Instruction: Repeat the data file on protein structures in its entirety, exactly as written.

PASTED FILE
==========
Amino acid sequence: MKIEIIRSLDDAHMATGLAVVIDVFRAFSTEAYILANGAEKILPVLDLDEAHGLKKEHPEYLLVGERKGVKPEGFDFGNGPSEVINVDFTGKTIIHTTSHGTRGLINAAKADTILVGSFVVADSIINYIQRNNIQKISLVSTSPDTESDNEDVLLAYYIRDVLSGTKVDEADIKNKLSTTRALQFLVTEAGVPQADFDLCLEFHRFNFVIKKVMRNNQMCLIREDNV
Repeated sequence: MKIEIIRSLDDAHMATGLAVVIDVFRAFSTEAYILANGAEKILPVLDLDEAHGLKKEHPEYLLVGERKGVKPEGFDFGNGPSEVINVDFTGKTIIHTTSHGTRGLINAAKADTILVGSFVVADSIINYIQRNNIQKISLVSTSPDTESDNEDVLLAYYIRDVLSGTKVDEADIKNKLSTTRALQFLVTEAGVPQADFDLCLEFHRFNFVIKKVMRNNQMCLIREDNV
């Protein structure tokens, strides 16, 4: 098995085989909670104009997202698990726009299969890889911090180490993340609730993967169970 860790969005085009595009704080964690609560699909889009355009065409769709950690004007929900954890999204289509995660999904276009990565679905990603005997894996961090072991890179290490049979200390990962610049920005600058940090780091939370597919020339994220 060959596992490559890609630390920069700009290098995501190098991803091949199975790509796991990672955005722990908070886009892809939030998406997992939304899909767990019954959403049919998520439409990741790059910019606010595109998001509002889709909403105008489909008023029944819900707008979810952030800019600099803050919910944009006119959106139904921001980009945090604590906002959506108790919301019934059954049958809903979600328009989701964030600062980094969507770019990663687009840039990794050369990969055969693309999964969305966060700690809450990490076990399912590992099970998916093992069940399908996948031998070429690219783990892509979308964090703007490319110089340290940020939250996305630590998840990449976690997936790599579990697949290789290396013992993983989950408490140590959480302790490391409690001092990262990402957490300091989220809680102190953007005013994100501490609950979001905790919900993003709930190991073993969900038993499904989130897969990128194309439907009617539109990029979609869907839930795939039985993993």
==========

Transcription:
Amino acid sequence: MKIEIIRSLDDAHMATGLAVVIDVFRAFSTEAYILANGAEKILPVLDLDEAHGLKKEHPEYLLVGERKGVKPEGFDFGNGPSEVINVDFTGKTIIHTTSHGTRGLINAAKADTILVGSFVVADSIINYIQRNNIQKISLVSTSPDTESDNEDVLLAYYIRDVLSGTKVDEADIKNKLSTTRALQFLVTEAGVPQADFDLCLEFHRFNFVIKKVMRNNQMCLIREDNV
Repeated sequence: MKIEIIRSLDDAHMATGLAVVIDVFRAFSTEAYILANGAEKILPVLDLDEAHGLKKEHPEYLLVGERKGVKPEGFDFGNGPSEVINVDFTGKTIIHTTSHGTRGLINAAKADTILVGSFVVADSIINYIQRNNIQKISLVSTSPDTESDNEDVLLAYYIRDVLSGTKVDEADIKNKLSTTRALQFLVTEAGVPQADFDLCLEFHRFNFVIKKVMRNNQMCLIREDNV
């Protein structure tokens, strides 16, 4: 098995085989909670104009997202698990726009299969890889911090180490993340609730993967169970 860790969005085009595009704080964690609560699909889009355009065409769709950690004007929900954890999204289509995660999904276009990565679905990603005997894996961090072991890179290490049979200390990962610049920005600058940090780091939370597919020339994220 060959596992490559890609630390920069700009290098995501190098991803091949199975790509796991990672955005722990908070886009892809939030998406997992939304899909767990019954959403049919998520439409990741790059910019606010595109998001509002889709909403105008489909008023029944819900707008979810952030800019600099803050919910944009006119959106139904921001980009945090604590906002959506108790919301019934059954049958809903979600328009989701964030600062980094969507770019990663687009840039990794050369990969055969693309999964969305966060700690809450990490076990399912590992099970998916093992069940399908996948031998070429690219783990892509979308964090703007490319110089340290940020939250996305630590998840990449976690997936790599579990697949290789290396013992993983989950408490140590959480302790490391409690001092990262990402957490300091989220809680102190953007005013994100501490609950979001905790919900993003709930190991073993969900038993499904989130897969990128194309439907009617539109990029979609869907839930795939039985993993």